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Walter Alison Phillips

From Wikipedia, the free encyclopedia

Walter Alison Phillips

Born21 October 1864
Died28 October 1950
Academic background
Alma mater
Academic work
Sub-disciplineHistory of Europe

Walter Alison Phillips (21 October 1864 – 28 October 1950) was an English historian, a specialist in the history of Europe in the 19th century. From 1914 to 1939 he was the first holder of the Lecky chair of History in Trinity College, Dublin. Most of his writing is in the name of W. Alison Phillips, and he was sometimes referred to as Alison Phillips.

A former president of the Oxford Union and special correspondent of The Times newspaper, he was a prolific author, including contributions to the Encyclopædia Britannica, of which for eight years he was chief assistant editor.

Early life

The son of John and Jane Phillips of Epsom in Surrey, Phillips was educated at Merchant Taylors' School, which he left in 1882, then at Merton College, Oxford, where he was an exhibitioner, and lastly from 1886 at St John's, where he was Senior Scholar.[1] He graduated BA in 1885, with first class honours in History, and MA in 1889.[2][3]

In the Michaelmas term of 1886, he was President of the Oxford Union.[2][4] On 7 June 1887, as a guest in the Cambridge Union, he supported the motion "That in the opinion of this House it is desirable to concede Home Rule for Ireland",[5] while Sir John Gorst, a former Solicitor General, came to speak against the motion.[6]


At first, Phillips concentrated his efforts on writing. His first book, published in 1896, was a translation of selected poems of Walther von der Vogelweide,[7] followed the next year by The War of Greek Independence, 1821 to 1833.[8] In 1901 appeared his Modern Europe, 1815–1899.[9]

From 1903 to 1911, Phillips was Chief Assistant Editor of the projected 11th edition of the Encyclopædia Britannica,[3] serving under Hugh Chisholm, who was editor-in-chief.[10] In 1912, he went to South America as a Special Correspondent of The Times newspaper, and then in 1913 was on the staff of The Times.[2][3] In 1914 he was appointed Lecky Professor of Modern History in Trinity College, Dublin, the first holder of the new chair, in which he remained until his retirement in 1939.[3][11] From 1939 until his death he was an honorary Fellow of his old Oxford college, Merton.[3][12][13]

Phillips was strongly opposed to Irish Home Rule and once declared that "Ireland is not a nation, but two peoples separated by a deeper gulf than that dividing Ireland from Great Britain".[12] His 1923 book The Revolution in Ireland 1906–1923 was criticized for being too partisan of the Unionist point of view.[14]

By 1922, Phillips was a member of the Royal Irish Academy (MRIA).[15] Outside his own specialism in European history, he contributed articles to the Encyclopædia Britannica on musical and literary subjects, including the Nibelungenlied.[16]



  1. ^ Chisholm, Hugh, ed. (1911). "Table of contributors". Encyclopædia Britannica. 9 (11th ed.). Cambridge University Press. p. xi.
  2. ^ a b c E. P. Hart, Merchant Taylors' School Register, 1851-1920 (1923), p. 130: "Phillips, Walter Alison, b. 21 October 1864, s. of John and Jane, Epsom. Left 1882; Exhib. of Merton Coll., Oxf.; BA (1st Cl. Hist.) 1885; MA 1889; Sen. Schol. of St. John's 1886; Pres. Union Soc. 1887; Chief Asst. Editor of the Ency. Brit. (11th Ed.) 1903-11; Special Correspondent of the Times in S. America 1912; on staff of the Times, 1913; Lecky Prof. of Modern Hist. T.C.D. since 1914... W. Alison Phillips, Trinity College, Dublin."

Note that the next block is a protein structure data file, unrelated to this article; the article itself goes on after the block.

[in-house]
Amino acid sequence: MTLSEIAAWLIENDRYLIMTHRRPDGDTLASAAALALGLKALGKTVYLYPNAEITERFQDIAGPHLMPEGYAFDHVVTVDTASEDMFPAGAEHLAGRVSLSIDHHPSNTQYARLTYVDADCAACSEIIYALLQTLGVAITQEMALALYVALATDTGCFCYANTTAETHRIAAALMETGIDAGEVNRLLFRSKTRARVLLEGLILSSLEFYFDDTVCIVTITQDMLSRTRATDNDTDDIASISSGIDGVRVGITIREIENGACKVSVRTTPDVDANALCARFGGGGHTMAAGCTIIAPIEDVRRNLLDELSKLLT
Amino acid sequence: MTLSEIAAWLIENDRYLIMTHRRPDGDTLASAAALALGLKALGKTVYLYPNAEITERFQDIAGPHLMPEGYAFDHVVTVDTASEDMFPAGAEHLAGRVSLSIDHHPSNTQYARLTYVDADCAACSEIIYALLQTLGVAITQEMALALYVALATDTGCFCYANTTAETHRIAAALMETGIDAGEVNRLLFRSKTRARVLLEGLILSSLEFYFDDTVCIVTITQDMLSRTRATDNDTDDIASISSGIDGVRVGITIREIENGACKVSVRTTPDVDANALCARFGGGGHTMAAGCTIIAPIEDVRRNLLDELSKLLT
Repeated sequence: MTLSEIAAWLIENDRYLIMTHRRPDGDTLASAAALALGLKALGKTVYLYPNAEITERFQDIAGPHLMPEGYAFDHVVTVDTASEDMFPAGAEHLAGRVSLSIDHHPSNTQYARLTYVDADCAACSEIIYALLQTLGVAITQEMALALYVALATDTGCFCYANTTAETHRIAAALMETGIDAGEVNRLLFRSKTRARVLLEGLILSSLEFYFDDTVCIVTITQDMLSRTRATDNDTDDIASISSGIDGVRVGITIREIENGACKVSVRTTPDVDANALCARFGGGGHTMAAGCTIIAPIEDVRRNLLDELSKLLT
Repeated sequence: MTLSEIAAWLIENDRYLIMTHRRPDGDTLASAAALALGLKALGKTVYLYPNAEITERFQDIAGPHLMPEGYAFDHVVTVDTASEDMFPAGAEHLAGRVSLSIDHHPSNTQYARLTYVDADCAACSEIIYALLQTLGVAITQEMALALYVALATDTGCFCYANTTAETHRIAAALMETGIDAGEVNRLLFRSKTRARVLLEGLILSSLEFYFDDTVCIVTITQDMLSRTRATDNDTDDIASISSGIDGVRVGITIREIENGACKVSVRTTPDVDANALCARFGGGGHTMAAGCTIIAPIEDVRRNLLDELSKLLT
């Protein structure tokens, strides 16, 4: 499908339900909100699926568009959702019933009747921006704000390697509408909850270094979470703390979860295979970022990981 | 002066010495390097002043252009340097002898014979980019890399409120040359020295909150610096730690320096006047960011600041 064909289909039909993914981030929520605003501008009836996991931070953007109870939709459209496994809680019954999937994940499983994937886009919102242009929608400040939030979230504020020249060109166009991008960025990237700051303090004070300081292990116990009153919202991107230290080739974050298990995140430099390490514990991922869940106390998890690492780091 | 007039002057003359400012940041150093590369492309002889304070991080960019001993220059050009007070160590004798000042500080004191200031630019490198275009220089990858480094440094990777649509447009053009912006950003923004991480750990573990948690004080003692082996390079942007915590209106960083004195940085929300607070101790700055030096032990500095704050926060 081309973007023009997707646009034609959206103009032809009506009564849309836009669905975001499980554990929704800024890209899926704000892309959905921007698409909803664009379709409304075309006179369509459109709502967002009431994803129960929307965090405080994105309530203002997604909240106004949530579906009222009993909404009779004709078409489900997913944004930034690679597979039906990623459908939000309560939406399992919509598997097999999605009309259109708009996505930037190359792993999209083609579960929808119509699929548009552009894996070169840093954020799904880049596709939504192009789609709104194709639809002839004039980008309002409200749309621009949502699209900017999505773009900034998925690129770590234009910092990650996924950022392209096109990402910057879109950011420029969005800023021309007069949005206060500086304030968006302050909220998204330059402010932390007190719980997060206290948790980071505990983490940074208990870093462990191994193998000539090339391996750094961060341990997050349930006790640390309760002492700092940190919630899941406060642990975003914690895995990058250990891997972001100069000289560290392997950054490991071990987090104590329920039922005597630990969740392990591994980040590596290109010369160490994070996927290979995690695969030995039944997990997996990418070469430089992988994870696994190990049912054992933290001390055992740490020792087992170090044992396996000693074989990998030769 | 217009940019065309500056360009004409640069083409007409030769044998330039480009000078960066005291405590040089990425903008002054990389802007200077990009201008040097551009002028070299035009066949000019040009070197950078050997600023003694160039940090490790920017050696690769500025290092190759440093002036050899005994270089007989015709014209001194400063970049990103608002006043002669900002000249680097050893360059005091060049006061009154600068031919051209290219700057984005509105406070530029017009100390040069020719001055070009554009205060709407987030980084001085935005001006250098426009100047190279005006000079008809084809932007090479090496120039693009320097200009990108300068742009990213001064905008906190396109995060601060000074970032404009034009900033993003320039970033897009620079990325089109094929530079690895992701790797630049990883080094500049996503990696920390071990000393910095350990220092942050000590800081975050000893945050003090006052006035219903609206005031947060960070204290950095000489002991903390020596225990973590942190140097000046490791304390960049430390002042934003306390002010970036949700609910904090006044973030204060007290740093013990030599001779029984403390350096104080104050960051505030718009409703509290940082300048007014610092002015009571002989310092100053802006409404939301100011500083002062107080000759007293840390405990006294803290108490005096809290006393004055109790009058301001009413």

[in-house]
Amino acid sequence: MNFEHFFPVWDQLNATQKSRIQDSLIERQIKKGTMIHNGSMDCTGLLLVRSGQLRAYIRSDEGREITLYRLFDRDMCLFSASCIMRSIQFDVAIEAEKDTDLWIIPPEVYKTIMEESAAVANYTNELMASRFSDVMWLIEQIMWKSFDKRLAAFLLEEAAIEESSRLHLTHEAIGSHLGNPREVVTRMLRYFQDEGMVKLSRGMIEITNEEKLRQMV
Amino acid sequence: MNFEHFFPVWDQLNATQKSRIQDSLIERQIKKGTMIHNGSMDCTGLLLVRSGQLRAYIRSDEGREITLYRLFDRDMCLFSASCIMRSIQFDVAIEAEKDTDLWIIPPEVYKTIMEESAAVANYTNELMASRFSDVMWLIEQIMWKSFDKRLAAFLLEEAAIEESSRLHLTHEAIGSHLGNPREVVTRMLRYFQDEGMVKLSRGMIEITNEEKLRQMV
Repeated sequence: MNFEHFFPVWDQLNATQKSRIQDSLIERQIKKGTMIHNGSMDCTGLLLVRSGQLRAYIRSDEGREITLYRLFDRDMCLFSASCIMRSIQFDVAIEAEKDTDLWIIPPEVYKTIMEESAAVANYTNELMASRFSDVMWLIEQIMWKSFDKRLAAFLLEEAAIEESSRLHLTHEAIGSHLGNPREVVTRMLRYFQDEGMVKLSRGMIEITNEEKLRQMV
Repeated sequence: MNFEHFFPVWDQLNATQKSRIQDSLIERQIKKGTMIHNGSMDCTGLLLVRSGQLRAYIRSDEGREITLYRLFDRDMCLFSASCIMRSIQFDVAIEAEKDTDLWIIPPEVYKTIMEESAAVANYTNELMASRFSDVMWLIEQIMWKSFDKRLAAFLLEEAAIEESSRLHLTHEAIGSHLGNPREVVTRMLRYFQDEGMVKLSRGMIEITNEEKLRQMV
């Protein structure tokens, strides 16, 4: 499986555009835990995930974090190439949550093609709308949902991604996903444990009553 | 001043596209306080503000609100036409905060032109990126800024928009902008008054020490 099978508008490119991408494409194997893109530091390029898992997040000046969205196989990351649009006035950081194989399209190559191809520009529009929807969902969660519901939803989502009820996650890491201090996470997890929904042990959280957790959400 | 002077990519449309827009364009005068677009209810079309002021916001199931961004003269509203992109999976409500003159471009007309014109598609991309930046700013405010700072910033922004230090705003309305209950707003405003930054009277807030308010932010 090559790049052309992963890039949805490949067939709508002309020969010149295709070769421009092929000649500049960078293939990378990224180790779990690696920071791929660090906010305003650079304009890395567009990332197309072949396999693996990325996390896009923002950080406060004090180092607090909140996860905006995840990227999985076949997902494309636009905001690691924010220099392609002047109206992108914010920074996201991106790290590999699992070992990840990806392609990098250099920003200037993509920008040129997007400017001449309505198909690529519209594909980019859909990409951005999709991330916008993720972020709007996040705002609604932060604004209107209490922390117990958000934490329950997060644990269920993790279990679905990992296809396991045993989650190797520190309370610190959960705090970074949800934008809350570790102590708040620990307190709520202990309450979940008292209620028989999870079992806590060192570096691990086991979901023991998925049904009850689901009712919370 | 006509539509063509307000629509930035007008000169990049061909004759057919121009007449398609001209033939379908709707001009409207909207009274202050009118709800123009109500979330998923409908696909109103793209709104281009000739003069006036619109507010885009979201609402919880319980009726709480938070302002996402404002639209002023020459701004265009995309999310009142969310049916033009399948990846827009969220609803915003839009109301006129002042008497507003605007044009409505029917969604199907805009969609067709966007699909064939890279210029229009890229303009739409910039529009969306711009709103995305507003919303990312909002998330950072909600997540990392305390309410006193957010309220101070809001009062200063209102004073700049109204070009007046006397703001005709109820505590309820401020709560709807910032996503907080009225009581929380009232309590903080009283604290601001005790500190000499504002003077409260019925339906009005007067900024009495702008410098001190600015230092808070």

3. ^ a b c d e Levens, R.G.C., ed. (1964). Merton College Register 1900-1964. Oxford: Basil Blackwell. p. 300.
  4. ^ The Taylorian: a journal devoted to the interests and amusements of the boys of Merchant Taylor's school; vol. VII (1886), p. 229: "W. A. Phillips, of Merton College, has been elected President of the Oxford Union Society, of which C. J. Blacker, of the same College, is Treasurer."
  5. ^ The Cambridge Review; Volume 8 (1887), p. 396: "Mr. W. A. Phillips, St. John's, Ex-President of Oxford Union Society, substitute for Mr. J. D. Power, Downing College, the mover of the adjournment, opened the Debate "That in the opinion of this House it is desirable to concede Home Rule for Ireland".
  6. ^ Joseph S. Meisel, Public Speech and the Culture of Public Life in the Age of Gladstone (Columbia University Press, 2001), p. 24
  7. ^ Appleton's Annual Cyclopædia and Register of Important Events, 1896–1899, p. 475
  8. ^ The War of Greek Independence, 1821 to 1833, publication details at
  9. ^ Modern Europe, 1815-1899, outline at
  10. ^ S. Padraig Walsh, Anglo-American general encyclopedias: a historical bibliography (1968), p. 49
  11. ^ James Johnston Auchmuty, Lecky: a biographical and critical essay (Dublin: Hodges, Figgis & Co., 1945), p. 127: "The first holder of the Lecky Chair was Professor Walter Alison Phillips, Litt.D ., later Honorary Fellow of Merton College, Oxford, who was appointed in 1914. Few more suitable appointments could have been made..."
  12. ^ a b G. K. Chesterton, Irish Impressions (2002 reprint), p. 138
  13. ^ Chris Wrigley, A. J. P. Taylor: radical historian of Europe (2006), p. 378
  14. ^ Review in Journal of the British Institute of International Affairs vol. 2, no. 6 (Nov. 1923), pp. 260–262 at (subscription required)
  15. ^ Encyclopædia Britannica, 12th edition, vol. 3, schedule of contributors
  16. ^ Phillips, Walter Alison (1911). "Nibelungenlied" . In Chisholm, Hugh (ed.). Encyclopædia Britannica (11th ed.). Cambridge University Press.

External links

This page was last edited on 15 March 2021, at 14:39
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